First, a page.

Contemplating the Next Step in MS Treatment

Merely Me Health Guide
  • Sometimes being a writer means that we travel to places that we don't necessarily wish to go.  I am going to be speaking very candidly in this post about my MS and some of my greatest fears.  I think it will help me to talk out loud about what I am currently going through.  Perhaps you are in a similar place yourself.

     

    This October marked my first anniversary of having this disease.  I have joked that I feel I deserve a cake of some sort with perhaps a decoration on top depicting brain lesions made of icing.  I have a dark sense of humor which helps me to cope with all of this.  If you don't laugh about it, you might cry and I don't have the luxury of boo-hooing over this.  Or maybe more realistically, I don't want to enter that sink hole of emotional despair for fear that I will never get out. 

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    I just got my latest MRI.  The procedure itself went well.  I am an outstanding patient as far as MRI's go.  I can lie as still as a brick.  It used to freak me out to go into the tube and have that mask over my face but now I just close my eyes and just wait until it is all over.  If there is one thing I am good at, it is waiting.

     

    And so I am at the point of doing another type of waiting.  You see my MRI was done a couple of weeks ago and I have not yet called the doctor to schedule an appointment.  My future is on a computer CD, which I made sure to get a copy of, before I left the hospital.  But I am not so sure I want to know what is on there.  There are three choices of what my results could be:

     

    1.  There are no changes.  There are no new lesions.

     

    2.  I am miraculously cured.  Not only do I have no new lesions but my old ones have disappeared!  They write about me in the medical journals.

     

    3.  I have new lesions and I am forced to deal with choosing to do something about it.

     

    I am hesitating to make an appointment for several reasons.  One is the fear of the unknown and of bad news.  Two is that I am not sure what treatments I would accept if I do have new lesions.  And three...I am deciding if I want to go back to my current neurologist or choose another doctor.

     

    This MRI was supposed to have been scheduled months ago and it was not.  Four phone calls were involved to set it up.  My current site for neurological treatment is very lacking in timely care.  Phone calls go unanswered, appointments are not scheduled, and god forbid if I have symptoms where I need to come in.  If there are no cancellations I can be waiting weeks to months to see someone.  It is not a good system.  My neurologist is good but this does not compensate for a highly inefficient overall system of care.  I have my scans on CD's and I am more and more thinking to find another doctor.  But of course this takes time and energy.  And all I want to do is rest.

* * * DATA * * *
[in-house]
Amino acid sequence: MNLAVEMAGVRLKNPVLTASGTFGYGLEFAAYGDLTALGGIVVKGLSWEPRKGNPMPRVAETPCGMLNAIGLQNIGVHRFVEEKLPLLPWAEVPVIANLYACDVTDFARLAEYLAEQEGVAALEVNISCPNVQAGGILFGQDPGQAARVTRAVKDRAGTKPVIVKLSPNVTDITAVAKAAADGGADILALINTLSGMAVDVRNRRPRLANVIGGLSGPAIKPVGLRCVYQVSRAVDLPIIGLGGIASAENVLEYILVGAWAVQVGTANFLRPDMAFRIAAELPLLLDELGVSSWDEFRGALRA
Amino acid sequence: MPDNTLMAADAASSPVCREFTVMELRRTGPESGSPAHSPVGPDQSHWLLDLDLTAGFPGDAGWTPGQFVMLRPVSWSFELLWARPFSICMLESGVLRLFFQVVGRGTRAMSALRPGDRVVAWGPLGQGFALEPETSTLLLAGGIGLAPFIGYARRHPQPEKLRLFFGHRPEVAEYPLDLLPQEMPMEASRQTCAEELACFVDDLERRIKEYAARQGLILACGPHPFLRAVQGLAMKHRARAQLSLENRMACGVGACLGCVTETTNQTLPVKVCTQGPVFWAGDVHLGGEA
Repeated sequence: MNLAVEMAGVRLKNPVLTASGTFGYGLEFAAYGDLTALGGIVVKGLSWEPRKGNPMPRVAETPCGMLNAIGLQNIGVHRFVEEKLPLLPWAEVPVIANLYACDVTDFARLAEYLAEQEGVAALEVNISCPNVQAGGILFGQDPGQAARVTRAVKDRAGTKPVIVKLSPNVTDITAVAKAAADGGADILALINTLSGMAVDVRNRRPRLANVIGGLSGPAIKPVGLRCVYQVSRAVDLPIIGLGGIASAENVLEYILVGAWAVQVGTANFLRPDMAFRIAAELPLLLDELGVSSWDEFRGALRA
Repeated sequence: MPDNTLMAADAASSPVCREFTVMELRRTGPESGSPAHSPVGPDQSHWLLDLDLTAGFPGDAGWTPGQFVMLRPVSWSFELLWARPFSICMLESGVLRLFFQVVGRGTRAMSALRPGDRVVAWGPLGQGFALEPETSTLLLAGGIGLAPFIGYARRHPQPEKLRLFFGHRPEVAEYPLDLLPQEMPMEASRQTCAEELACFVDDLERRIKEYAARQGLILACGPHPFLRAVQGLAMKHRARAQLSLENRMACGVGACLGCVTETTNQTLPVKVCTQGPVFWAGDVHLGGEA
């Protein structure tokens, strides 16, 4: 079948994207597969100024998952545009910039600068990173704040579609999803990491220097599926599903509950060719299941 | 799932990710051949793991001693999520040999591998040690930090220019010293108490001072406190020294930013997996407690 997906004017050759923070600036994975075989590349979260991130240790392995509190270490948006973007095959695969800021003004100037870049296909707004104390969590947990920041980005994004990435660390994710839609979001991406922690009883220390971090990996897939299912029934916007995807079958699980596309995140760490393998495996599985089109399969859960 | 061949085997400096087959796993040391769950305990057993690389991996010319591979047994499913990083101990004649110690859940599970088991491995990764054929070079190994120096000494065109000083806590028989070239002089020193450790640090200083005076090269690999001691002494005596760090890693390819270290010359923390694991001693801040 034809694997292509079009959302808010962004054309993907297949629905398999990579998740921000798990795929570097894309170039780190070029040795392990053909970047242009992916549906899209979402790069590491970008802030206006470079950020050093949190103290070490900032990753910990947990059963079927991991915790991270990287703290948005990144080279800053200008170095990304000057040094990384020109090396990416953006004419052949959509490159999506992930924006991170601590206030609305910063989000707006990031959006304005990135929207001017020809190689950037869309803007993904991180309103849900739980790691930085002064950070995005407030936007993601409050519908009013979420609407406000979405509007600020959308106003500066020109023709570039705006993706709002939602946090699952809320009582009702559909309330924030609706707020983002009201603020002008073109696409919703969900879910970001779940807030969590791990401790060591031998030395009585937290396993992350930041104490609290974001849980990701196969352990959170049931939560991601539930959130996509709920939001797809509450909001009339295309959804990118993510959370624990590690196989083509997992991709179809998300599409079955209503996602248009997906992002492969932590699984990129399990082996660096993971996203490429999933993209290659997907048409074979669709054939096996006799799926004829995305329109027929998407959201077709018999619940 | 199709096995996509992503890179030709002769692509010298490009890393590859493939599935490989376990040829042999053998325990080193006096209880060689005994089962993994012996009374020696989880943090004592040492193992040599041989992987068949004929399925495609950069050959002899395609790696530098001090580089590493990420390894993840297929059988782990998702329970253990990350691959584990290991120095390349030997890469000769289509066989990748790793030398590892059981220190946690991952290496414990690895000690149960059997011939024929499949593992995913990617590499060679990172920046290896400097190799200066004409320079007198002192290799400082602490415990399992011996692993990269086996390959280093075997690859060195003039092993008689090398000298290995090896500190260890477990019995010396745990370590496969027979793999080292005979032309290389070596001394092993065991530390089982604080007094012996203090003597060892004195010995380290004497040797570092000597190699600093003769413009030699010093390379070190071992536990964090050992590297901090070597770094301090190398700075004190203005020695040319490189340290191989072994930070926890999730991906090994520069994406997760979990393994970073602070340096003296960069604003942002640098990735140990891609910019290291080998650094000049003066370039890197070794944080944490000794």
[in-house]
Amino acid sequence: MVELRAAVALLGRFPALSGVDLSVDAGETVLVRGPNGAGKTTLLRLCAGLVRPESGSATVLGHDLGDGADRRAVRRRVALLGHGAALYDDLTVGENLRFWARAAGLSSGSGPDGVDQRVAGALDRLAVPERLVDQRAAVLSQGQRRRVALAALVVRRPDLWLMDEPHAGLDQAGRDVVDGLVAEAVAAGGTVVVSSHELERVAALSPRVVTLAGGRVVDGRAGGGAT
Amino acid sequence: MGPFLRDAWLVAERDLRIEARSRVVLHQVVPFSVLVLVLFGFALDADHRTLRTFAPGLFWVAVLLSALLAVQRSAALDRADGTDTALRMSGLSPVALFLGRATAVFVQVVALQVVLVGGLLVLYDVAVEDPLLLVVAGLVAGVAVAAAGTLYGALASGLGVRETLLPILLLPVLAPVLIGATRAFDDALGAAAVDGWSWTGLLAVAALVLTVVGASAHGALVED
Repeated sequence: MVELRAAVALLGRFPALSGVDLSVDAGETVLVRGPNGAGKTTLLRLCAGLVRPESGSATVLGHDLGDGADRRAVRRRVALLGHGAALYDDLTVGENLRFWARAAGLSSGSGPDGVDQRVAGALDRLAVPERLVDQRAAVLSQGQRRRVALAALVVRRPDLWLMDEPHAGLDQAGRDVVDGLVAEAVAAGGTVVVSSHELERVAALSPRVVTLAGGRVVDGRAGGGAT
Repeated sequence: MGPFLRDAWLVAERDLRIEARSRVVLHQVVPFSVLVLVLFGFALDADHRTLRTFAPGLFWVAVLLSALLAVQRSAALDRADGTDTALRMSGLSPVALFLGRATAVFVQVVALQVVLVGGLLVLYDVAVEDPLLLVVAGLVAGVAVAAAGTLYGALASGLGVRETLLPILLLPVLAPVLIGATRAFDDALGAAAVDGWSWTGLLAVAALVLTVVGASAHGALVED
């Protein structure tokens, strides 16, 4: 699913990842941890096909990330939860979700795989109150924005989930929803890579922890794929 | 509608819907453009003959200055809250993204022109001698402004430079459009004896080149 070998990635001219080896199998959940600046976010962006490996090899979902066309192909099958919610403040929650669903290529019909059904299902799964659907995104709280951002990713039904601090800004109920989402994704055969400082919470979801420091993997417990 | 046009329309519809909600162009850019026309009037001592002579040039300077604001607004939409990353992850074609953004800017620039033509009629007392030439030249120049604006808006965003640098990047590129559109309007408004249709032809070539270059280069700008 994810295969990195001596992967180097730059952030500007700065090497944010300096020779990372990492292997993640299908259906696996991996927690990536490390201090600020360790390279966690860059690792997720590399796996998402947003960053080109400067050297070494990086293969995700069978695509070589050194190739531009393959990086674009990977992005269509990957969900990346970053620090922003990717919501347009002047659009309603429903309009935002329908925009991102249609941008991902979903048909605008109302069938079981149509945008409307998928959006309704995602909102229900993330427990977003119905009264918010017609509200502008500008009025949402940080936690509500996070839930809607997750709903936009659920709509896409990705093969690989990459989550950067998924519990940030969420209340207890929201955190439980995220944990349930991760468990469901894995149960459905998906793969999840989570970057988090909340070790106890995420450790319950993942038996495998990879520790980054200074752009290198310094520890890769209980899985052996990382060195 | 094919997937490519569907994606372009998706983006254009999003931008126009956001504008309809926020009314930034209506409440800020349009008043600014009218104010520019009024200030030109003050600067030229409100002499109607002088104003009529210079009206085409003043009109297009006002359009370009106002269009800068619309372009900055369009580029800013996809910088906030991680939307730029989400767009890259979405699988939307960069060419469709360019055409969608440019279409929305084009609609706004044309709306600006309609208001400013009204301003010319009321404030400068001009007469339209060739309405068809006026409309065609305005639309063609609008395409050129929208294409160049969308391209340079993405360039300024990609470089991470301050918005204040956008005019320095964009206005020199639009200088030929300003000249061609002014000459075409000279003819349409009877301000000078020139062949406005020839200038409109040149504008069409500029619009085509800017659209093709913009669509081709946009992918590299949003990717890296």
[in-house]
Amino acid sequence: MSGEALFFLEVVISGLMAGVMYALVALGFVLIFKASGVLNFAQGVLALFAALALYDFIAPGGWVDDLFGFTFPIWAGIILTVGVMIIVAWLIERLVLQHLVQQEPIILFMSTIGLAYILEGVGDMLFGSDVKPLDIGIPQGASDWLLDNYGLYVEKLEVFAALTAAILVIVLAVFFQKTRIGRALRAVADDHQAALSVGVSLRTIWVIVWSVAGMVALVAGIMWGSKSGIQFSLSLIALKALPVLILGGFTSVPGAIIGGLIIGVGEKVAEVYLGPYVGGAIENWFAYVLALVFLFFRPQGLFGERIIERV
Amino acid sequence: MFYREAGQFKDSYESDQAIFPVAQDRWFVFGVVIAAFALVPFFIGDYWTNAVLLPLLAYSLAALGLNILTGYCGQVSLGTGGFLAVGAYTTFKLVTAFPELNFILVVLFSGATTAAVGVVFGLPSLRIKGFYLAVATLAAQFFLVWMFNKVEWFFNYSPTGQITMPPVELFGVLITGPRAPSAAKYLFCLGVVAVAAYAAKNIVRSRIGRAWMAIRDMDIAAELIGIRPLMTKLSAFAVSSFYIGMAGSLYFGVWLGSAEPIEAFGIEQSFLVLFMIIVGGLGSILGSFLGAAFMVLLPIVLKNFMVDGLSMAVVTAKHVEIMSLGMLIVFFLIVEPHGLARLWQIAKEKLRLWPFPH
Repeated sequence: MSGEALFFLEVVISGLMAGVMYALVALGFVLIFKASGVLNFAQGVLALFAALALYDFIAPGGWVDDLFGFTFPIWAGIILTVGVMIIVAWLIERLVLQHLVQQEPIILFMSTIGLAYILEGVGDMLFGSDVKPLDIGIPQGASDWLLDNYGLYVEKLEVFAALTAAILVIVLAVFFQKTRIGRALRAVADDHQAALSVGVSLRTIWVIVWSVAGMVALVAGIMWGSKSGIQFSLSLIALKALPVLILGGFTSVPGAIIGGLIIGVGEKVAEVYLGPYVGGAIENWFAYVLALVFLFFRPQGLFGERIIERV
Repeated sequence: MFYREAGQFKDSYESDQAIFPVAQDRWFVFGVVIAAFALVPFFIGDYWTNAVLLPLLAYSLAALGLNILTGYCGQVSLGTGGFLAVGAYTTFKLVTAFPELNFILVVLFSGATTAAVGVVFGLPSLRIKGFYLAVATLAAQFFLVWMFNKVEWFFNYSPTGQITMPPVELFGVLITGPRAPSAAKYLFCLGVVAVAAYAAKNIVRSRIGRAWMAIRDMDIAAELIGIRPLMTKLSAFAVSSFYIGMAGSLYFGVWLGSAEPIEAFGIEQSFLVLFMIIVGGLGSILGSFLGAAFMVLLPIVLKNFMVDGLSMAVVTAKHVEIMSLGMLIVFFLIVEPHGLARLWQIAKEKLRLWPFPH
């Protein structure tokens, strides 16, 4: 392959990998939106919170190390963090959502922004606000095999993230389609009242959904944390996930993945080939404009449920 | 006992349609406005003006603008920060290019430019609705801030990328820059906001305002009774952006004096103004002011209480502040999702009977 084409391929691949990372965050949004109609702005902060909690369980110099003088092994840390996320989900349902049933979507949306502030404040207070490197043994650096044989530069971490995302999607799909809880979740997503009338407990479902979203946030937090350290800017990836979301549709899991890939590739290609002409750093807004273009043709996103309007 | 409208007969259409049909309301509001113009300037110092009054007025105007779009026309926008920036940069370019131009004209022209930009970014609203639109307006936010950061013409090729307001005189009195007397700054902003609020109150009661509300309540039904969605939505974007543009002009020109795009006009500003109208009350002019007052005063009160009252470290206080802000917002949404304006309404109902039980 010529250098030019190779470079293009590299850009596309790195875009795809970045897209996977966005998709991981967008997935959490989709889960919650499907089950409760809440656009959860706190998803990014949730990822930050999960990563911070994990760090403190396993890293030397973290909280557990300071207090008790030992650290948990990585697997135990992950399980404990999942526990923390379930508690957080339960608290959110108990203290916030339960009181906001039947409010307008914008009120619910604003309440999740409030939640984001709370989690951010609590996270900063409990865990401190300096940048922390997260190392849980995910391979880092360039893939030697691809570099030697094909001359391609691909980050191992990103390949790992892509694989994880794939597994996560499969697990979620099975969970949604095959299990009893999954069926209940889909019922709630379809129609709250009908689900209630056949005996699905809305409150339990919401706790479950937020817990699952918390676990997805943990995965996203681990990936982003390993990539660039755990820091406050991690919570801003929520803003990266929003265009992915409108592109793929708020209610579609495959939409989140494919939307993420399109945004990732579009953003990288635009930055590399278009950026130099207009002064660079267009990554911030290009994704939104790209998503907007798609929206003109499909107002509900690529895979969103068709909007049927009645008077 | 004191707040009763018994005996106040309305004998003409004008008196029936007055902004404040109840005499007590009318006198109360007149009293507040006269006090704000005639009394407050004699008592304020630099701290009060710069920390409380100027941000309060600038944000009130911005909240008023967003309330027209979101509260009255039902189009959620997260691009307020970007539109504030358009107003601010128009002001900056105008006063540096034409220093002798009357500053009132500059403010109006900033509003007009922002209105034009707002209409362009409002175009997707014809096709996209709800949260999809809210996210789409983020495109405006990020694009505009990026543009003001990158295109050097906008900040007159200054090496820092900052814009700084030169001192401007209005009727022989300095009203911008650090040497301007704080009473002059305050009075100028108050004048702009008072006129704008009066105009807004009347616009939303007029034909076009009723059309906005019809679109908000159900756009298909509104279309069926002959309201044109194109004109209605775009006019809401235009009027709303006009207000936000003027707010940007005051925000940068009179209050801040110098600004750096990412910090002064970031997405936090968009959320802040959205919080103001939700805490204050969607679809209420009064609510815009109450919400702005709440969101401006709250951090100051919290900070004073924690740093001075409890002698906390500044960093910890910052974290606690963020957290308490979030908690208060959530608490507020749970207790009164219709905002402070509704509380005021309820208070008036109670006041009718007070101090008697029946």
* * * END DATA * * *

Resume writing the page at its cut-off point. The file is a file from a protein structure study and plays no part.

There are days when I just want the world to stop so I can get off and meander about the galaxy.  But back to reality here.  I have my brain, my lesions, and choices to deal with. 

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    I am not currently on any of the MS meds.  It was not a choice I made lightly.  I researched.  I debated back and forth.  I weighed the risks and I decided to wait.  I told my doc some months ago that I wanted to wait to see if I would have true episodes and for what the subsequent MRI would reveal.  I know...I know...the first two years they say are critical for this disease.  A lot can go on.  Episodes are not always good predictors of how many lesions you will acquire.  The number of lesions can also be misleading.  Some folk with MS have many lesions but are not as impaired as someone who has a few very well placed lesions which render them motionless.  This is a mean disease in its unpredictability. 

     

    A separate post will be forthcoming about my thoughts on medication. 

     

    So here I am at this crossroad.  It isn't the first time and it will not be the last.  When told you could see into a crystal ball to foretell your future, would you?  Nobody has a crystal ball certainly.  But having this disease enables you to get some glimpses into that murky future.  You see possibilities of what might come to pass. 

     

    At this moment in time, all possibilities co-exist at the same time.  It is only when we view things that some possibilities die and we are left to deal with what is left. 

     

    I will make that phone call.  Soon.  But in the meantime I want to spend some time here in the chasm between hope and reality.

     

Published On: November 11, 2008